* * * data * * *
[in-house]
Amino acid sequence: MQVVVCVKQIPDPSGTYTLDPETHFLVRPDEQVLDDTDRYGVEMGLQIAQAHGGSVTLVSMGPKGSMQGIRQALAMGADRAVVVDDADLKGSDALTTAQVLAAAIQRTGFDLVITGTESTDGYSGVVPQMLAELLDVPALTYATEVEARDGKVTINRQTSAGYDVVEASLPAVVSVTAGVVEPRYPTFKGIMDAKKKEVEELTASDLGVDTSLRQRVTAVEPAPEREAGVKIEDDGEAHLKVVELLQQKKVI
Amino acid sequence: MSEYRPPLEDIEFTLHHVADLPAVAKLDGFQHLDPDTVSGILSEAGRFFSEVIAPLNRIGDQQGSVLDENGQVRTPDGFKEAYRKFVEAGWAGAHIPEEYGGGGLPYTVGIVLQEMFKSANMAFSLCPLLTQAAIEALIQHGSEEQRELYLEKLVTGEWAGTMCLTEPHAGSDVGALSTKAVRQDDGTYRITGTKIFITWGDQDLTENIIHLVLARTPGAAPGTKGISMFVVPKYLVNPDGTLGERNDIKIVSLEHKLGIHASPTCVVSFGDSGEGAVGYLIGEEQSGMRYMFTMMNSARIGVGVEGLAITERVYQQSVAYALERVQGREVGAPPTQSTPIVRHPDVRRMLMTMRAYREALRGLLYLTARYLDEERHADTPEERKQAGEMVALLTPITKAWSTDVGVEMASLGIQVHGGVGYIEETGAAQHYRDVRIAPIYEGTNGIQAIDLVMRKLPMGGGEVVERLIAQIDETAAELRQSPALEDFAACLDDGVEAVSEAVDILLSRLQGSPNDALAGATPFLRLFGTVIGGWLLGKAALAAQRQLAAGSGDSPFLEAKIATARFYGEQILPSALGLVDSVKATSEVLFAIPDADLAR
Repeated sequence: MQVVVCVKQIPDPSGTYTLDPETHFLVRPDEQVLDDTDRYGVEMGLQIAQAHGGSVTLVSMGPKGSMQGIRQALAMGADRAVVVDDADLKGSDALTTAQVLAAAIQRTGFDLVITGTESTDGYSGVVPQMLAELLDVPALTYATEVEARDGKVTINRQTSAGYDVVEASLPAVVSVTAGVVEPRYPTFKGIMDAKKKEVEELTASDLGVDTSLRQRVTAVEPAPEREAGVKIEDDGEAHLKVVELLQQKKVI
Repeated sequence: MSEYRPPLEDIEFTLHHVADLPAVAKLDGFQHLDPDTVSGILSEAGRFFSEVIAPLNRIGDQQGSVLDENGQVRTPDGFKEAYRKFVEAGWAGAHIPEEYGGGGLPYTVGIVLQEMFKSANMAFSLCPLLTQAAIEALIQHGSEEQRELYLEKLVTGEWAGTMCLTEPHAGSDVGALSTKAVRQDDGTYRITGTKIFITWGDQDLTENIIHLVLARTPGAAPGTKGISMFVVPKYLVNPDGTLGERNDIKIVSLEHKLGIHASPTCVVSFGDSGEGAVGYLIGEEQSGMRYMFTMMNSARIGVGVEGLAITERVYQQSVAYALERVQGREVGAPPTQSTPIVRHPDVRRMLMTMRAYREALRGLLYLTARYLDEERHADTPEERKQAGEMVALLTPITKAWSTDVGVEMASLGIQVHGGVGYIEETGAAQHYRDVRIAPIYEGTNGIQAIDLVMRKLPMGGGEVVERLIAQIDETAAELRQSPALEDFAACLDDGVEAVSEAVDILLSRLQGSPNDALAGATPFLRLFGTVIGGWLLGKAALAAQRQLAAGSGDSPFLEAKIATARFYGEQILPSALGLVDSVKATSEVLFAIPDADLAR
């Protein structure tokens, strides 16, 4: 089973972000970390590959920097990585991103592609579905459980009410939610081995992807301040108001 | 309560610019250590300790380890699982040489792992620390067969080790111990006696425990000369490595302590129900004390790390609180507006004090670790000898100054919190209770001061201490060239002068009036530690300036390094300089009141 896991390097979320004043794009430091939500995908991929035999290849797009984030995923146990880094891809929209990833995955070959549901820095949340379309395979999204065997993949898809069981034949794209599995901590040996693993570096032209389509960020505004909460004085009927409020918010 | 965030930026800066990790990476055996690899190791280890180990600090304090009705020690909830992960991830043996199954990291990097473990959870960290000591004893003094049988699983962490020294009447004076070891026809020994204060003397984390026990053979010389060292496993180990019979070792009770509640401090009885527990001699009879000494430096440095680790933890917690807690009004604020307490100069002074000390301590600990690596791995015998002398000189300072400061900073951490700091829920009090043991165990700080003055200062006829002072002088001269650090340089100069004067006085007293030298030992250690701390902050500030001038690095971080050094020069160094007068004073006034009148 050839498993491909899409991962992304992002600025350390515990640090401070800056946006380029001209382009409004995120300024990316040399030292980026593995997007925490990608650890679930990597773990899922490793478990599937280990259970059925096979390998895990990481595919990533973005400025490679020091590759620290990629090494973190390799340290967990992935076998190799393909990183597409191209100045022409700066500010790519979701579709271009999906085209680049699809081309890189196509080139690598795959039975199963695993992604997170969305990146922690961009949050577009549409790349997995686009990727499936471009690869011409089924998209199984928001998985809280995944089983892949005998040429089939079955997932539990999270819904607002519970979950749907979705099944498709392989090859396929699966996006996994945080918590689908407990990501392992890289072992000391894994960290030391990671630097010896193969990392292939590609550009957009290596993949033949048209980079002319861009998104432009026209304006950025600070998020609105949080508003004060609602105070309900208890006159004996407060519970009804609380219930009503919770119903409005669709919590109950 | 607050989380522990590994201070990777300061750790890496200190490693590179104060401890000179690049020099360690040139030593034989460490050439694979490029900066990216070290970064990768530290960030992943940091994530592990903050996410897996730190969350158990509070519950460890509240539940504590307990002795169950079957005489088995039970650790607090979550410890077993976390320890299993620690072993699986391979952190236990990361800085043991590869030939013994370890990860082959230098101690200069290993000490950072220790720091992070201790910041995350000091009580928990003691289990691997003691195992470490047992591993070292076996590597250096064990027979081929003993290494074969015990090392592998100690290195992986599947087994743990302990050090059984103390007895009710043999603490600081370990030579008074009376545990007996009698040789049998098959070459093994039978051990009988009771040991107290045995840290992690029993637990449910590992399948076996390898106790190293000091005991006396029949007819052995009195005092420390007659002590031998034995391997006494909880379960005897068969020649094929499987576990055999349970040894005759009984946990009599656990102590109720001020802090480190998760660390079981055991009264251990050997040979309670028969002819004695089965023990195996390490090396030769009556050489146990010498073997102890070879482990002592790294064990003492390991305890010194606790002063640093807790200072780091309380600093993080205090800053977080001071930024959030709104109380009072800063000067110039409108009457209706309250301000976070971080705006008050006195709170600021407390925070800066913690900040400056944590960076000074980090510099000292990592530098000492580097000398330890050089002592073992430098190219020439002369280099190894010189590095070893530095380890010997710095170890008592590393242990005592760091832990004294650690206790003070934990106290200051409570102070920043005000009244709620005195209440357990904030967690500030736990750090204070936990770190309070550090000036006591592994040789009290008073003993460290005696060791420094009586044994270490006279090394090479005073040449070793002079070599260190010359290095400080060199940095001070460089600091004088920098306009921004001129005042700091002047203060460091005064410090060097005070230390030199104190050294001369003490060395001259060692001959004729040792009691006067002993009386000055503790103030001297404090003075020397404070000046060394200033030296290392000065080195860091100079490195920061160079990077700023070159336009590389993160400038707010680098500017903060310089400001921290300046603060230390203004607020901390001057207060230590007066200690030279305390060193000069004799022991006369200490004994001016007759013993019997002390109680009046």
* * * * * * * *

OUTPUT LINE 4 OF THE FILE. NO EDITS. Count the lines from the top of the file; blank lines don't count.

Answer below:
Repeated sequence: MQVVVCVKQIPDPSGTYTLDPETHFLVRPDEQVLDDTDRYGVEMGLQIAQAHGGSVTLVSMGPKGSMQGIRQALAMGADRAVVVDDADLKGSDALTTAQVLAAAIQRTGFDLVITGTESTDGYSGVVPQMLAELLDVPALTYATEVEARDGKVTINRQTSAGYDVVEASLPAVVSVTAGVVEPRYPTFKGIMDAKKKEVEELTASDLGVDTSLRQRVTAVEPAPEREAGVKIEDDGEAHLKVVELLQQKKVI